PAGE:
Between the Acklins Islands and Great Guana Island lies Hogtsy reef, a coral atoll with a shallow lagoon and a number of shipwrecks that create incredible scuba and snorkelling opportunities.
One of the most remote attractions in the Bahamas, Hogsty Reef is the perfect addition to a Bahamas yacht charter which explores the Southern Out Islands.
Stretching three miles wide and five miles long, the reef forms part of an atoll that curves around a lagoon. The lagoon is between 15- 30ft deep, while the reef itself rises up to just one or two foot in places.
Such shallow water allows for incredible visibility while snorkelling, and you'll find a variety of coral species across the reef, as well as a sand-covered seabed where you can swim through the endless blue.
But for many people, the real draw of the Hogsty Reef atoll are the shipwrecks scattered across the water.
While many of the wrecks have succumbed to the deep water that surrounds the atoll, there are two major wrecks that are still visible sitting atop the reef. They both jut out above the water, creating a wondrous sight on sunny days.
The first is a Liberty ship named Trebišnjica, which ran aground to the north of the atoll on 17 July 1963. The skeleton of this ship has been reduced to rust now, with the hull and superstructure almost entirely disintegrated.
The second is a more recent wreck, which is believed to have been an inter-island transport vessel- the name 'Lady Eagle' is still clearly visible on the side of the boat. She is around 120ft long and in far better shape, so she's ideal for exploring.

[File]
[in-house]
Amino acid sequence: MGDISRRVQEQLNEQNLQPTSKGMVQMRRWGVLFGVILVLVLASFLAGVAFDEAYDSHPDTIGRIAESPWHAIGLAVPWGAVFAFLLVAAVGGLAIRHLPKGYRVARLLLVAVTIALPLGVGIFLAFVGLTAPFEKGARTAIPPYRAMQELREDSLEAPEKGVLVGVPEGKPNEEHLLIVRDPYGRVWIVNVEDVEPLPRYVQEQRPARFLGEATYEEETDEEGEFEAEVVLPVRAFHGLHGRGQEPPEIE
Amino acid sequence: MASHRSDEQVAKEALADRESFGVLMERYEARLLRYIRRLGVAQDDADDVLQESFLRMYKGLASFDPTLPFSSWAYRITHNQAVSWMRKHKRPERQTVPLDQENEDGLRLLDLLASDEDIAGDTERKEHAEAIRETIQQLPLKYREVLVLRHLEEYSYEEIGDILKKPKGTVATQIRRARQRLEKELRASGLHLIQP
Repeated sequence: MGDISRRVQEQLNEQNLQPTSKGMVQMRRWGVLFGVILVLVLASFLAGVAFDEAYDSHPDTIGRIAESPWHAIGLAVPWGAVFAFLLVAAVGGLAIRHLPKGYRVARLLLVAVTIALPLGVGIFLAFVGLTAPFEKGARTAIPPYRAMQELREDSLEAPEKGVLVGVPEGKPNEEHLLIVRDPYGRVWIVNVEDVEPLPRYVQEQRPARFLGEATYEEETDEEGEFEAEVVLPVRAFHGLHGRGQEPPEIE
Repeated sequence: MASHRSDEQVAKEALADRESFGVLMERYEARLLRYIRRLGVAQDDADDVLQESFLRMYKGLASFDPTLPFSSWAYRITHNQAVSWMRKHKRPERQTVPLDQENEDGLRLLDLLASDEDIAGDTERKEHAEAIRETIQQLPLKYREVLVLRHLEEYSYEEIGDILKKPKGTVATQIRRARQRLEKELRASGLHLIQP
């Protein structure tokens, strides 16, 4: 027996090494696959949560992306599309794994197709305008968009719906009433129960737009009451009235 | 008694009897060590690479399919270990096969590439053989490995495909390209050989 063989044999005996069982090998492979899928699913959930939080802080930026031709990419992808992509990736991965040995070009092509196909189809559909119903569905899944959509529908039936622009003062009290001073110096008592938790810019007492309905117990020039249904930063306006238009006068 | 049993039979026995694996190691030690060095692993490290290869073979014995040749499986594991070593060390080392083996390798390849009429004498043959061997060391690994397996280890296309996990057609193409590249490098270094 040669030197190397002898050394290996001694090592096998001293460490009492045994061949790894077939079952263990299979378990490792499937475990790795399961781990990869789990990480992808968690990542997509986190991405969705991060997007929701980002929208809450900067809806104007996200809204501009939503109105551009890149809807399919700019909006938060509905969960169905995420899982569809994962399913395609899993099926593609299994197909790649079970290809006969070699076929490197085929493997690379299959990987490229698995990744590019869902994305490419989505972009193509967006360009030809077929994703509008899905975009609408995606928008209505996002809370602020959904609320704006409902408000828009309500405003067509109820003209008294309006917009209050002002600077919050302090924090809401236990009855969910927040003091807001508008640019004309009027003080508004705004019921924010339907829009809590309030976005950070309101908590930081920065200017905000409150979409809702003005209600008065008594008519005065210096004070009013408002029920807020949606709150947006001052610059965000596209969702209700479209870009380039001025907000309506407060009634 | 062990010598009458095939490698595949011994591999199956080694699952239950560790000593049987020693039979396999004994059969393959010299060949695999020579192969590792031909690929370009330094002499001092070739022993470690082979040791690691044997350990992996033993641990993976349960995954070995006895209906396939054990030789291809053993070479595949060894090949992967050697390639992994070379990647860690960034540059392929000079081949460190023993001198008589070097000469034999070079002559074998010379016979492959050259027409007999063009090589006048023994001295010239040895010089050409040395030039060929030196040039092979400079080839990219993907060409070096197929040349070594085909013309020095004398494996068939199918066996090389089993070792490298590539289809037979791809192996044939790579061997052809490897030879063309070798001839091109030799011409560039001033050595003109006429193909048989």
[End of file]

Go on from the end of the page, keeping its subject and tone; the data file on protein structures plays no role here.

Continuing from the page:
The reef is a must-visit when exploring the Bahamas on a crewed yacht charter, and it can be accessed in 3.5 hours from Little Guana and 3 hours from the southern Acklins Islands.
As well as the lagoon and reef, there are two small uninhabited islets that can both be circumnavigated in under ten minutes' time. One is known as Northwest Cay, where you'll find a wide stretch of sandy beach, an automated lighthouse and a sheltered anchorage offshore.
Atolls are very rare and highly unusual in this part of the world, with most found in the Pacific where there is more volcanic activity. If you're looking to add something truly unique to your itinerary, make it Hogsty Reef.
It's best to visit Hogsty Reef on a clear day with little wind. You need good visibility to swim, snorkel and safely navigate the lagoon.
You can cruise into the lagoon through a 3/4 mile gap in the reef on the west side. Your yacht can anchor in the mouth of the lagoon, or opposite the cay where there is some shelter from any wind or swell.